The Manhasset Art Association celebrates seven decades of talented artists
“In 1948, a small group of Manhasset artists were invited to meet at the home of Helen Jennings, who had a dream of organizing a workshop where artists could work together to develop their talents, exchange ideas and foster a greater appreciation and advancement of the arts in the community.”
That is the story of how the Manhasset Art Association (MAA) came to be. Since its inception, the MAA has been home to hundreds of local artists over the years, each beaming with pride as they see their work displayed in their hometown. Today, the association still offers workshops with live models and three major exhibits each year at local libraries and galleries. As the MAA approaches its 70-year anniversary, members look forward to continuing to foster a love of the arts, ensuring that it always has a place in the community and in the hearts of those who create and appreciate it.
Martha Klein is the current president of the MAA, and over the years, she has seen the association change from a very socially active art group into a more serious and practical one.
“We present learning demonstrations with well-known experts, all day workshops in various media, and have our weekly live model workshops,” she says of what happens daily. “So, socializing is really just a byproduct of all these activities, not the focus.”
Pablo Picasso once said, “Every child is an artist. The problem is how to remain an artist once he grows up.”
As most activities are during the day, the association’s membership skews a bit older. Klein says that some members were originally in the art world and have returned to it, while others were always interested, but never had the time. Klein has witnessed the difficulty that some have in keeping their passion alive. But sometimes all it takes is one little spark to reignite the flame.
“As one ages, our priorities change because we know that time is of the essence. So, why put off the activities you’ve always been attracted to?” she asks of rediscovering a love of art. “All of the arts are a very unifying and emotionally satisfying gift. This engagement can be so engrossing that the time passes too quickly. Artists delve into their work and surprises can happen.”
On the other side of the spectrum, Klein also sees the pure joy in youthful artwork, when children begin to use their creative imaginations and explore the world of paint, pastels and pencils for the first time.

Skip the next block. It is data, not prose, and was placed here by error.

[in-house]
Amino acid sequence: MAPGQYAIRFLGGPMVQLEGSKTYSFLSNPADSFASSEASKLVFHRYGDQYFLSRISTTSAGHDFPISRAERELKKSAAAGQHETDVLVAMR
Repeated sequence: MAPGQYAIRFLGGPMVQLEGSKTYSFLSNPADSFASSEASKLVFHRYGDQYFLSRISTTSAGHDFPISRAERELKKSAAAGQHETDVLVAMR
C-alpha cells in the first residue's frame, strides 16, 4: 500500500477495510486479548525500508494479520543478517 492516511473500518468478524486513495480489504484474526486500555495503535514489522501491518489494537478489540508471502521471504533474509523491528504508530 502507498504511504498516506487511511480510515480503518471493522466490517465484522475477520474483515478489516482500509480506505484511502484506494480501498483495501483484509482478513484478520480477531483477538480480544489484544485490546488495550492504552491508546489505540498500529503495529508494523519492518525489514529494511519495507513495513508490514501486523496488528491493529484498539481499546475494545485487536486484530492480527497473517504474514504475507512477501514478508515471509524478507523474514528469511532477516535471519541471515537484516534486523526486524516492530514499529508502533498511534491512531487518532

“Young children tend to be very spontaneous and joyful in their art work, and this is the element that adults need to recapture,” says Klein. “The most difficult part of trying something new, is just getting started. But when you get going, the challenges and surprises are most exciting.”
Members and artists of the MAA participate in different ways. Some choose to enter their work in the exhibitions while others rarely do, but Klein is proud to be at the helm of such an expansive group of artists.
“We all create our art in different ways; photography, oil painting, charcoal, watercolors, pencils, etc. Many are flexible and like to try different mediums, but we all speak the same language,” she says, which is akin to the thoughts of her colleague
Silbert is the membership chairperson and former president of the Manhasset Art Association. She is also a prize-winning portrait artist and instructor who feels that the beauty of art should be instilled from a very young age.
“I believe that art is very important for young children to experience; it gives them a sense of color, expression and enjoyment,” says Silbert of the importance of the craft. “Children and young adults get a sense of recognition when they produce a work of art that others find pleasing. If they win an art contest, they are exalted, and that gives them the impetus to keep improving. It also gives them a lifelong hobby.”
The Manhasset Art Association is so vital to Manhasset as it is the only art association in the town. Silbert noted that although the group allows artists from neighboring towns to become members, Manhassetites love to view their work annually at the local library. Like many museums and art leagues, the association is entirely member/volunteer-supported. To become a member those interested must submit three of their best paintings or photographs to three board members to approve, which can be done online or in person. The association’s current membership is about 90 people.
The MAA recently concluded an exhibit titled “On The Easel & Through the Lens,” which ran at the Great Neck Library and featured a variety of media, including photography. The next MAA group show is scheduled to be at the Manhasset Library this summer where paintings and photography will be judged by either local art professors, prominent painters or gallery owners.
For more information on the Manhasset Art Association, call 516-767-2087 or visit www.manhassetart.org.
The Manhasset Art Association new home is the Polish American Museum, lower level, 16 Belleview Ave., Port Washington, NY.